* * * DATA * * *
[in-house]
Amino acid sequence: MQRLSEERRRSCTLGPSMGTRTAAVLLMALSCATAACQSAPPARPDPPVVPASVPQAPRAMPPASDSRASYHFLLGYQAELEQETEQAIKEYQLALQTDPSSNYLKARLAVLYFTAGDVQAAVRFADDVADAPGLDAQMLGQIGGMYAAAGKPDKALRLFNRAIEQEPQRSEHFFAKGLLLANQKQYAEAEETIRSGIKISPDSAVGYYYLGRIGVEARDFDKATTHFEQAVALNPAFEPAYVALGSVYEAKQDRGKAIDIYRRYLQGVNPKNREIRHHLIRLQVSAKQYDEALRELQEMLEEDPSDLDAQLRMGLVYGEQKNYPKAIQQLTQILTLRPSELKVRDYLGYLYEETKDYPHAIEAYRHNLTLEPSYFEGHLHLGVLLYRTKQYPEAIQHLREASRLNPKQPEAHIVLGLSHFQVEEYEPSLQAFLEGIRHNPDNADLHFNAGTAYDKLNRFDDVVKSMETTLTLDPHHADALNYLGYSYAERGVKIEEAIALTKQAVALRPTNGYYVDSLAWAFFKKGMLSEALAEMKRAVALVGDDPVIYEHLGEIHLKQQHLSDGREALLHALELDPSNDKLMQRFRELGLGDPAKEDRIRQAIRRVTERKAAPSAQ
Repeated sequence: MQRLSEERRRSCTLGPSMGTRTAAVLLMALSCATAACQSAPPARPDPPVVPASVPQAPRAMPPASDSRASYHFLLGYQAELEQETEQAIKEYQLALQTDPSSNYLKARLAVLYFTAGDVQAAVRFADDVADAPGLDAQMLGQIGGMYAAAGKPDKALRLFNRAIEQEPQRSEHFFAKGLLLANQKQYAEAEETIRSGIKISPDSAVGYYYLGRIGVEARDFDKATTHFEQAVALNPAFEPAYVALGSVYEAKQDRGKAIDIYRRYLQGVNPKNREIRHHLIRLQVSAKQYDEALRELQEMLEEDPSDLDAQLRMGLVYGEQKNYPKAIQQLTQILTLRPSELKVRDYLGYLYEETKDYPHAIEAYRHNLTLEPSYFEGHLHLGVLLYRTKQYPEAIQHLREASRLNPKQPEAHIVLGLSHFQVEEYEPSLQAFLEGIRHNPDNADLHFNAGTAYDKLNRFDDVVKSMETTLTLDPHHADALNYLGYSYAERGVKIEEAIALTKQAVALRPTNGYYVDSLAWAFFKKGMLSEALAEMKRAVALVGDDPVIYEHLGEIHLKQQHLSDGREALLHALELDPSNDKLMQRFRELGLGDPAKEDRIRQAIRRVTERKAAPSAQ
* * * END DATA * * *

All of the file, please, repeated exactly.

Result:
[in-house]
Amino acid sequence: MQRLSEERRRSCTLGPSMGTRTAAVLLMALSCATAACQSAPPARPDPPVVPASVPQAPRAMPPASDSRASYHFLLGYQAELEQETEQAIKEYQLALQTDPSSNYLKARLAVLYFTAGDVQAAVRFADDVADAPGLDAQMLGQIGGMYAAAGKPDKALRLFNRAIEQEPQRSEHFFAKGLLLANQKQYAEAEETIRSGIKISPDSAVGYYYLGRIGVEARDFDKATTHFEQAVALNPAFEPAYVALGSVYEAKQDRGKAIDIYRRYLQGVNPKNREIRHHLIRLQVSAKQYDEALRELQEMLEEDPSDLDAQLRMGLVYGEQKNYPKAIQQLTQILTLRPSELKVRDYLGYLYEETKDYPHAIEAYRHNLTLEPSYFEGHLHLGVLLYRTKQYPEAIQHLREASRLNPKQPEAHIVLGLSHFQVEEYEPSLQAFLEGIRHNPDNADLHFNAGTAYDKLNRFDDVVKSMETTLTLDPHHADALNYLGYSYAERGVKIEEAIALTKQAVALRPTNGYYVDSLAWAFFKKGMLSEALAEMKRAVALVGDDPVIYEHLGEIHLKQQHLSDGREALLHALELDPSNDKLMQRFRELGLGDPAKEDRIRQAIRRVTERKAAPSAQ
Repeated sequence: MQRLSEERRRSCTLGPSMGTRTAAVLLMALSCATAACQSAPPARPDPPVVPASVPQAPRAMPPASDSRASYHFLLGYQAELEQETEQAIKEYQLALQTDPSSNYLKARLAVLYFTAGDVQAAVRFADDVADAPGLDAQMLGQIGGMYAAAGKPDKALRLFNRAIEQEPQRSEHFFAKGLLLANQKQYAEAEETIRSGIKISPDSAVGYYYLGRIGVEARDFDKATTHFEQAVALNPAFEPAYVALGSVYEAKQDRGKAIDIYRRYLQGVNPKNREIRHHLIRLQVSAKQYDEALRELQEMLEEDPSDLDAQLRMGLVYGEQKNYPKAIQQLTQILTLRPSELKVRDYLGYLYEETKDYPHAIEAYRHNLTLEPSYFEGHLHLGVLLYRTKQYPEAIQHLREASRLNPKQPEAHIVLGLSHFQVEEYEPSLQAFLEGIRHNPDNADLHFNAGTAYDKLNRFDDVVKSMETTLTLDPHHADALNYLGYSYAERGVKIEEAIALTKQAVALRPTNGYYVDSLAWAFFKKGMLSEALAEMKRAVALVGDDPVIYEHLGEIHLKQQHLSDGREALLHALELDPSNDKLMQRFRELGLGDPAKEDRIRQAIRRVTERKAAPSAQ